Terrence McNally is an acknowledged master whose home must house dozens of awards including several for a lifetime of achievement, four Tonys, an Emmy, and many more.
In 1996 he was inducted into the Theater Hall of Fame, and his work includes the books for several successful musicals and the libretti for two operas. Though in his 1964 Broadway debut as playwright (“Things That Go Bump in the Night”) he failed to attract an audience or the press, he went back to work immediately; and it’s been remarkably smooth sailing for the next 55 years.
“Frankie and Johnny in the Clair de Lune” has enjoyed three productions in New York (off Broadway in 1987, on Broadway in 2002) and now here it is again. In each case its cast of two (the title characters) has won acclaim; and none more so than the current Audra McDonald and Michael Shannon who join Kathy Bates and Ken Welsh and Edie Falco and Stanley Tucci in bringing vivid life to two beautifully drawn characters.
It all happens in one mysterious magical night that transpires in a third rate apartment in lower Manhattan which is home to Frankie, a middle aged waitress. She has invited Johnny, the cook in the dingy restaurant in which she earns a modest living, for a late night drink. At curtain’s rise, they are busily, passionately, exquisitely involved in climaxing a most successful sexual encounter that leaves them both surprised, relaxed, and very talkative until dawn.
As played now by McDonald and Shannon, it’s remarkable how each of these gifted players manages to find an entire spectrum of colors to bring to their characters who would seem at first glance to be ordinary folks. Because McNally has written delicious detail into both of them, their very specificity makes them universally understandable and appealing. The resolution of this one-night stand is surprising but most satisfying; and the final moments of the play as staged by Arin Arbus are hauntingly beautiful — all the more so because because they are so simple.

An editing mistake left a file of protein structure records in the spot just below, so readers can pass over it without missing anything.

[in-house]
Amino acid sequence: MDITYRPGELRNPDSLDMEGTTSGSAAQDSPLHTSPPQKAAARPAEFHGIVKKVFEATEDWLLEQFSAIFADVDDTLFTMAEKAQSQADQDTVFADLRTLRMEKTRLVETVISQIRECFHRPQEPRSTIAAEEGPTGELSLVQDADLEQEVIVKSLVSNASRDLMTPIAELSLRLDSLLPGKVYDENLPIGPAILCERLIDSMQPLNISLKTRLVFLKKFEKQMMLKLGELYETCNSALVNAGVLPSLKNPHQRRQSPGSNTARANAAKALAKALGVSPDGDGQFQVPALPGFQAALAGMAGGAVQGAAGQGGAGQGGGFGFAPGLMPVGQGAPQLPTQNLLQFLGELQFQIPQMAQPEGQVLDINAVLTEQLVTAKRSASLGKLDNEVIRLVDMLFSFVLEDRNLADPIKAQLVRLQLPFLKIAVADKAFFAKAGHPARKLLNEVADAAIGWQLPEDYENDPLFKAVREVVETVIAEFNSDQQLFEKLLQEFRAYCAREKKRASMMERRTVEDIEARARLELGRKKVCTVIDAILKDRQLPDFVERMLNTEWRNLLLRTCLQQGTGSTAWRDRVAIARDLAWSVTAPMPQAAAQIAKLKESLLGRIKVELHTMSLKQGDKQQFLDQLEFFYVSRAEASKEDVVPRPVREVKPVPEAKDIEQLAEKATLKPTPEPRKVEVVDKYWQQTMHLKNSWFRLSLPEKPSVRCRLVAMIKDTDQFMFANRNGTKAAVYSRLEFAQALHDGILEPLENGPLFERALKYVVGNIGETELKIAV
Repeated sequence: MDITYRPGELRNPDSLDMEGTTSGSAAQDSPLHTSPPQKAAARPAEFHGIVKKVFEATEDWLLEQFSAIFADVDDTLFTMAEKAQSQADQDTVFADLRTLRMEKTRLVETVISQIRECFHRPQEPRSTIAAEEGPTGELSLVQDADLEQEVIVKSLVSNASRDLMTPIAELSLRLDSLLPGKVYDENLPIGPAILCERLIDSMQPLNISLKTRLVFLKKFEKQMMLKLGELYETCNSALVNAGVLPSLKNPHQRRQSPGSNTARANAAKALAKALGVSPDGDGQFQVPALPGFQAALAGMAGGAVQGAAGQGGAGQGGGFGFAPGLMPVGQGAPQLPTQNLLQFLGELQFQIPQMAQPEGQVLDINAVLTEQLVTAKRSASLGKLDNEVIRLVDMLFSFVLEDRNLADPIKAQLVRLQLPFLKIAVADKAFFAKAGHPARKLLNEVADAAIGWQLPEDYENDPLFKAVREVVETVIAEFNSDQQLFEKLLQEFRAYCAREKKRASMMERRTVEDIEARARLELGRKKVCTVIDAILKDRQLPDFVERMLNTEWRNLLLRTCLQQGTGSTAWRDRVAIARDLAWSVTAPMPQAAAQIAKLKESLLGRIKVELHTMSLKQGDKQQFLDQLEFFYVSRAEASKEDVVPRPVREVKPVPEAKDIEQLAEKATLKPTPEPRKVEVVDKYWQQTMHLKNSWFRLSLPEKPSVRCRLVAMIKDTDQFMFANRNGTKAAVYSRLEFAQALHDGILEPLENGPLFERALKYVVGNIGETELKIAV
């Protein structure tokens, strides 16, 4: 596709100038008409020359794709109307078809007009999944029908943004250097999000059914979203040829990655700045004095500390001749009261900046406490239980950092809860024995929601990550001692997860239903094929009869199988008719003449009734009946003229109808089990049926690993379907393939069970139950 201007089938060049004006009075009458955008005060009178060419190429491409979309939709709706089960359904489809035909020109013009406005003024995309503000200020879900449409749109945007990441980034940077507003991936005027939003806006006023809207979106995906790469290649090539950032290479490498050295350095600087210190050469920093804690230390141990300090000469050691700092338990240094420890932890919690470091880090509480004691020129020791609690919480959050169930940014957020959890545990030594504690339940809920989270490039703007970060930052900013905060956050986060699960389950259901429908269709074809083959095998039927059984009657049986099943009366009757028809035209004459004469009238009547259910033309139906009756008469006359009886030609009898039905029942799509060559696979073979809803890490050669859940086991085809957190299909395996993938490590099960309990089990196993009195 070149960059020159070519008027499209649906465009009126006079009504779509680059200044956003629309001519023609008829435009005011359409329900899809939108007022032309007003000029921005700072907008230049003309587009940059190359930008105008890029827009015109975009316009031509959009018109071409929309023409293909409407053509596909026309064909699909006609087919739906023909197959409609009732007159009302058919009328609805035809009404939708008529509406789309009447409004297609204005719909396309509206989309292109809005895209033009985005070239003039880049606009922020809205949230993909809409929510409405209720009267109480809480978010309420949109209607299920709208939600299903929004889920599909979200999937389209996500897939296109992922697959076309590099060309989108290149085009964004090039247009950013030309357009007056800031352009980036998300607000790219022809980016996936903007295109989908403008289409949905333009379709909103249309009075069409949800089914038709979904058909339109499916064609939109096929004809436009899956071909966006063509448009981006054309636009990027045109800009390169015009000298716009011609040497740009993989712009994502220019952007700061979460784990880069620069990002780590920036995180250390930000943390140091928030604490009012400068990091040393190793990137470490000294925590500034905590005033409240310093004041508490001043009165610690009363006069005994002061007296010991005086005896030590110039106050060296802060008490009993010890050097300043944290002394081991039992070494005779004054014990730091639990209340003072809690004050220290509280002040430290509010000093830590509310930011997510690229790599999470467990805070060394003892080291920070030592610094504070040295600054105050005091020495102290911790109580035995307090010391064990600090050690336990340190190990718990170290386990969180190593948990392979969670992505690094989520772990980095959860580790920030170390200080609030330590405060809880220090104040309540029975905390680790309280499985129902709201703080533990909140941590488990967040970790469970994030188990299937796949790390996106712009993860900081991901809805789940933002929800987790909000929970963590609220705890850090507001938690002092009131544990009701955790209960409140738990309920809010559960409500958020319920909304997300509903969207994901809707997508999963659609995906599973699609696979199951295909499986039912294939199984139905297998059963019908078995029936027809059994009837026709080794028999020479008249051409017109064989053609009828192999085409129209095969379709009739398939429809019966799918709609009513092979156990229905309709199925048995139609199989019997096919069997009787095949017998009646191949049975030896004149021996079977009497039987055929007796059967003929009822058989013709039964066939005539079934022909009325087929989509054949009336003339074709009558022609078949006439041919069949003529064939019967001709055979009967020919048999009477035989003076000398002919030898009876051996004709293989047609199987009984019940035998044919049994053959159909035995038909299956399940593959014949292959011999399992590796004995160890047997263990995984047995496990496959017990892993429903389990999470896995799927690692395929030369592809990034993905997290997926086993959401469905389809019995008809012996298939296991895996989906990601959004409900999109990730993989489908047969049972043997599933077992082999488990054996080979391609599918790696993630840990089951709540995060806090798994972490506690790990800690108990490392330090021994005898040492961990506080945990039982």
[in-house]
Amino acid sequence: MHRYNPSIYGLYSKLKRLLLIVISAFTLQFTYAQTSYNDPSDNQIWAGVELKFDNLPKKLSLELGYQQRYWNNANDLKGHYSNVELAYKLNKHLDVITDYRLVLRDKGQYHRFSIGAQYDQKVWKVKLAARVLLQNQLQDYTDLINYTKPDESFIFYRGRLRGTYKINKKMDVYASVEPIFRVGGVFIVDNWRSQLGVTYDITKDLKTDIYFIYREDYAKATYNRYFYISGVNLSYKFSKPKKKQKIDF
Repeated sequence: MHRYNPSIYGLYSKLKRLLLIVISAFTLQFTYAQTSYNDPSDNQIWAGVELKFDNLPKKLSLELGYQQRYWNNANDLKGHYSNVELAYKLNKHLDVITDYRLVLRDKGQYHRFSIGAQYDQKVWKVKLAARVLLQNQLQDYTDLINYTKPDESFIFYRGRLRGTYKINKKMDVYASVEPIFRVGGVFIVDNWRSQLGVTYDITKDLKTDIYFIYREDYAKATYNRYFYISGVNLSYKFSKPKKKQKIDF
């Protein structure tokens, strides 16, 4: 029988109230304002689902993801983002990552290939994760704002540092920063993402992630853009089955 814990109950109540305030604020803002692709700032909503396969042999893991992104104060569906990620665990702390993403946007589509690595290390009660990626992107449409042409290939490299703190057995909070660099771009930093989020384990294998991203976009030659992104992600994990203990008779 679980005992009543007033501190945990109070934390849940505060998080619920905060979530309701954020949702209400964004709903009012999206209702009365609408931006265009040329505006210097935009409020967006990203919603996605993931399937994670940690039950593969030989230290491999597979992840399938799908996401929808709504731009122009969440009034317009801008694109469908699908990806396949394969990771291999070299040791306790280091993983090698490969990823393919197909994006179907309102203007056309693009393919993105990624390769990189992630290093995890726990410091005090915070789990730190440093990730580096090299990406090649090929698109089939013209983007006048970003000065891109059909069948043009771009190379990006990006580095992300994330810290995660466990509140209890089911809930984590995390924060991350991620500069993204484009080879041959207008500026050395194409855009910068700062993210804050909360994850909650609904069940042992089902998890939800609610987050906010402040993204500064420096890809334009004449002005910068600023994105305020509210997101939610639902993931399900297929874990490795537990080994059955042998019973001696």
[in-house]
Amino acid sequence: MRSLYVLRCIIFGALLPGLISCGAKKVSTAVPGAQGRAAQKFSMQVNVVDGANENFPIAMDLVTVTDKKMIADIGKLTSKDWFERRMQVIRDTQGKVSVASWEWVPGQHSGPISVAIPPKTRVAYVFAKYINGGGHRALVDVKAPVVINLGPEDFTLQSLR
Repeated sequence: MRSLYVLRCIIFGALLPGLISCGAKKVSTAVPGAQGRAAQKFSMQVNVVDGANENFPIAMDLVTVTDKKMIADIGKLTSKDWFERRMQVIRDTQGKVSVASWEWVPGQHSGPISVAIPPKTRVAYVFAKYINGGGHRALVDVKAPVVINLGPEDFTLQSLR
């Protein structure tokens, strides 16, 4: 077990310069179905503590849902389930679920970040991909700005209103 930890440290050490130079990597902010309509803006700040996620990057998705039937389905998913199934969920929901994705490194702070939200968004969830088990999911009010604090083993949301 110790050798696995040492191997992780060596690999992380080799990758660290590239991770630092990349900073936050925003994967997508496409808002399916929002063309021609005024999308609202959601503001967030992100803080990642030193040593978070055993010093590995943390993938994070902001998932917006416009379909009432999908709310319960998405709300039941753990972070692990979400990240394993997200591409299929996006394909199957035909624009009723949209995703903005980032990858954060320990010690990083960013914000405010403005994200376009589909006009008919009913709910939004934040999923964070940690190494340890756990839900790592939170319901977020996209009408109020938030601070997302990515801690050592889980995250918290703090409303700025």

Audra McDonald continues to surprise —even to amaze us — with the seeming ease with which she has delivered the great variety of human beings who have earned her six Tony Awards.
It’s truly remarkable that a singer with such a glorious voice can move into the straight play arena along with the very best of her colleagues who would be lost in a musical. You won’t find another who can shine in material as diversified as “Porgy and Bess,” “Master Class,” “Ragtime,” “A Raisin In The Sun,” “Carousel,” and “Lady Day At Emerson’s Bar and Grille.” And those are only samplings of the plays and musicals that she has graced.
I didn’t know Michael Shannon’s work at all, for much of it has been in television, off Broadway, and in the regional theaters. He’s found a legion of fans during his varied and productive early years; but his life on stage is now assured for he’s managed to include delusion, egomania, aggression, control, vulnerability, tenderness and soul into Johnny. Though at times we are tempted to shout “Stop!” it’s only because we like him, and we want to help him find another path to fulfillment. Mr. McNally is ahead of us though, and he takes good care of Johnny in the writing. Shannon runs with it and delivers.
Arin Arbus, the director, has considerable credits on the fringes of commercial theater, but here she makes use of her considerable gifts by shaping the work of her two extraordinary stars into one whole piece of performance art that will linger long in the minds of those of us who had the opportunity to watch it at work. For an important room in your house of memories, I hope you will see it before Aug. 25 which will be the end of this highly successful limited run.
The Broadhurst Theatre, W44th St.
Two hours and 20 minutes with one intermission
Closes Aug. 25.